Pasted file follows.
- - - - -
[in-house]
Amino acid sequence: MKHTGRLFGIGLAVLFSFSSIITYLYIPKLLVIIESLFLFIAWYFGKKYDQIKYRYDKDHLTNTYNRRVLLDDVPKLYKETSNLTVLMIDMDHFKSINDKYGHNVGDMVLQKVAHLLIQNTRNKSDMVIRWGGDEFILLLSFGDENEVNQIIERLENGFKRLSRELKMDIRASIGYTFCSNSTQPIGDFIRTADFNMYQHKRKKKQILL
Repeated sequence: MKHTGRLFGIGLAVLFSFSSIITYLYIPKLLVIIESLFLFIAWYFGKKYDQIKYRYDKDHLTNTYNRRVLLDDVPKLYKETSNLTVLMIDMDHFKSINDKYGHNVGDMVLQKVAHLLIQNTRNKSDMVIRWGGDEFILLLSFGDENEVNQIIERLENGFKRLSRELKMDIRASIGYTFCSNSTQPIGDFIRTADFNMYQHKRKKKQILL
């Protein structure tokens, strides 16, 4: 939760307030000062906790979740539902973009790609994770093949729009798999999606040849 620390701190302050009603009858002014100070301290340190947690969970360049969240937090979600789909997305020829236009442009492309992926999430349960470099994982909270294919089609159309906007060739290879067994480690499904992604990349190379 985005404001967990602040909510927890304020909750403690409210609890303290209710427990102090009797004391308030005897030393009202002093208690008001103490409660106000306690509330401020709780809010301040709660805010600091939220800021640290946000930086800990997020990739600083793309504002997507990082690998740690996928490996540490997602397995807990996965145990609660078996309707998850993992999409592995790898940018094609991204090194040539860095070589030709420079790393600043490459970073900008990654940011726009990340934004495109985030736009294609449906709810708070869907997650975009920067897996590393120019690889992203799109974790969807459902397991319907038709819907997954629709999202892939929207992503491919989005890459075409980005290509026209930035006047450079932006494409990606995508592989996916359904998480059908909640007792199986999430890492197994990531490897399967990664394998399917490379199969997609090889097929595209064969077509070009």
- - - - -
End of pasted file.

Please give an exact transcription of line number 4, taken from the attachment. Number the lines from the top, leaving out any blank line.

């Protein structure tokens, strides 16, 4: 939760307030000062906790979740539902973009790609994770093949729009798999999606040849 620390701190302050009603009858002014100070301290340190947690969970360049969240937090979600789909997305020829236009442009492309992926999430349960470099994982909270294919089609159309906007060739290879067994480690499904992604990349190379 985005404001967990602040909510927890304020909750403690409210609890303290209710427990102090009797004391308030005897030393009202002093208690008001103490409660106000306690509330401020709780809010301040709660805010600091939220800021640290946000930086800990997020990739600083793309504002997507990082690998740690996928490996540490997602397995807990996965145990609660078996309707998850993992999409592995790898940018094609991204090194040539860095070589030709420079790393600043490459970073900008990654940011726009990340934004495109985030736009294609449906709810708070869907997650975009920067897996590393120019690889992203799109974790969807459902397991319907038709819907997954629709999202892939929207992503491919989005890459075409980005290509026209930035006047450079932006494409990606995508592989996916359904998480059908909640007792199986999430890492197994990531490897399967990664394998399917490379199969997609090889097929595209064969077509070009």